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New research indicates that the Earth is absorbing an alarming amount of heat. The amount of incoming solar radiation trapped on the surface and in the waters has doubled in the last 15 years.

The findings are a blaring warning that the planet is fast-changing outside the constraints that have permitted civilization to survive. NASA and the National Oceanic and Atmospheric Administration published the study, titled, "Satellite and Ocean Data Reveal Marked Increase in Earth's Heating Rate," in Geophysical Research Letters.

Climate science 101 is all about the Earth's energy balance. (It was a talk on it that drew my wife into the topic, so thank you, scientists, for researching it.) It receives solar energy and outputs an equal and opposite amount of energy back into space, equivalent to how an ordinary person is paid and then spends their money on bills. The Earth's budget, on the other hand, is becoming increasingly uneven.

ISS060-E-86603 - View of Earth
(Photo: Earth Science and Remote Sensing Unit, NASA Johnson Space Center/ WikiCommons)

NASA and NOAA scientists decided to investigate this energy imbalance, which is now only 0.3 percent, implying that the planet is absorbing more energy from the sun than it is returning to space. Here on Earth, that energy has to do something, and the ultimate consequence is usually more heat. The researchers used satellite data from the top of the atmosphere and from a network of autonomous floats that collect data in the upper 2,000 meters of the ocean to see how that imbalance has altered since 2005. The first indicates how much energy is coming in and going out, while the second shows where 90 percent of the world's heat is kept.

The findings reveal a significant shift in the 15 years of data. Since 2005, the Earth has approximately doubled the amount of heat it has absorbed, according to both databases. The fact that the two data sets coincide so closely gives the researchers confidence in the alarming trend.

"It is a massive amount of energy," Gregory Johnson, an oceanographer for NOAA's Pacific Marine Environmental Laboratory and co-author of the study, told the Washington Post. "It's such a hard number to get your mind around."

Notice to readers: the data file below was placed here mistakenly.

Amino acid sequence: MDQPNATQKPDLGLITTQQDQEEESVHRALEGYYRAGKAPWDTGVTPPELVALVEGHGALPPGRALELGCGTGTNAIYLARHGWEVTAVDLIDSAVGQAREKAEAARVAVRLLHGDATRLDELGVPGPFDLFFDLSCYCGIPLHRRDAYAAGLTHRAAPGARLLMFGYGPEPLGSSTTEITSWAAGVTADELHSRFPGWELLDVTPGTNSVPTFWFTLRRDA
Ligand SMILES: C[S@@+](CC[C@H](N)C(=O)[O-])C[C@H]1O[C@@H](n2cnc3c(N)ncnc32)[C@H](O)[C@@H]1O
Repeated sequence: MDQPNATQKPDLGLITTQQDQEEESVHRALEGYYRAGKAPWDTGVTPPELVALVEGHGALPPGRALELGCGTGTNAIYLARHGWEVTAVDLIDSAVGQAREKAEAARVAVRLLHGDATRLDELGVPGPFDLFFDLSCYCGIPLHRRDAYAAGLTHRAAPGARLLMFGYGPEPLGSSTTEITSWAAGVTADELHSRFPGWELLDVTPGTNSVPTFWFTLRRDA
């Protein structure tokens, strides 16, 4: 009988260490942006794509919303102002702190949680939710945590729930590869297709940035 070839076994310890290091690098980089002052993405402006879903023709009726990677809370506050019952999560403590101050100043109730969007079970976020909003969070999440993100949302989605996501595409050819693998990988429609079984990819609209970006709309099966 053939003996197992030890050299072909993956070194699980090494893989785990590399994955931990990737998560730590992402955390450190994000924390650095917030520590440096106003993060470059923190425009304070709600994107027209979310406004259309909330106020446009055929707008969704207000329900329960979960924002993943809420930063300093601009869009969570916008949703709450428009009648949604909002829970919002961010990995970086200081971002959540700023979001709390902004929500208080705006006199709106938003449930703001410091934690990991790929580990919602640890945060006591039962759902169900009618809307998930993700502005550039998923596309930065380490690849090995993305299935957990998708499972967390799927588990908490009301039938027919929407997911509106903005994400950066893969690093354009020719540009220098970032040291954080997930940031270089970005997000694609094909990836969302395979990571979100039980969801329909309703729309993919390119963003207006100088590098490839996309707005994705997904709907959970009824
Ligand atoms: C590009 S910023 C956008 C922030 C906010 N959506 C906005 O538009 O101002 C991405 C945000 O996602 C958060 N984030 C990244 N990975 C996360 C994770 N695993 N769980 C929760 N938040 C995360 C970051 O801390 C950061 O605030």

He used analogies like exploding four atomic bombs equivalent to the one dropped on Hiroshima every second, or all 7 billion-plus of us firing up 20 electric tea kettles and just letting them run in an attempt to help you get your head around it.

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Solar Cycles Not An Issue  

While denialists would immediately raise the problem of solar cycles, the research reveals that this isn't the case, with changes in solar radiation being described as "negligible." Changes in cloud cover and surface reflectivity are the primary sources of the deepening imbalance. Clouds are being affected by climate change. Gizmodo said this is an area of ongoing research. Rising temperatures are also changing the Earth's reflectance, particularly as Arctic sea ice melts. As a result, the darker ocean water may absorb more heat. The report also mentions that so-called "trace gases" - like carbon dioxide and other forms of pollution from human activities - are adding to the imbalance.

Some of the fluctuations in cloud cover could be linked to natural climatic shifts like El Niño and the Pacific Decadal Oscillation (which is essentially an El Niño-like phenomenon that lasts for decades rather than a year). Both have been in phases that allow the globe to absorb more heat, notably the PDO. Those natural patterns, however, are insufficient to shift the energy balance in the incorrect direction.

Norman Loeb, the study's principal author and a researcher at NASA's Langley Research Centre, said in a press release it's likely a mix of anthropogenic forcing and internal variability.

While everyone who has lived on Earth for the past 15 years can see that the energy imbalance has negative consequences, the study helps to quantify it in stark terms. It also paves the way for researchers to dig deeper into what's going on, including how it might affect world average temperatures, sea-level rise, and other climate-related phenomena.

Worryingly, if the imbalance worsens, more drastic climate change impacts may occur sooner than projected.

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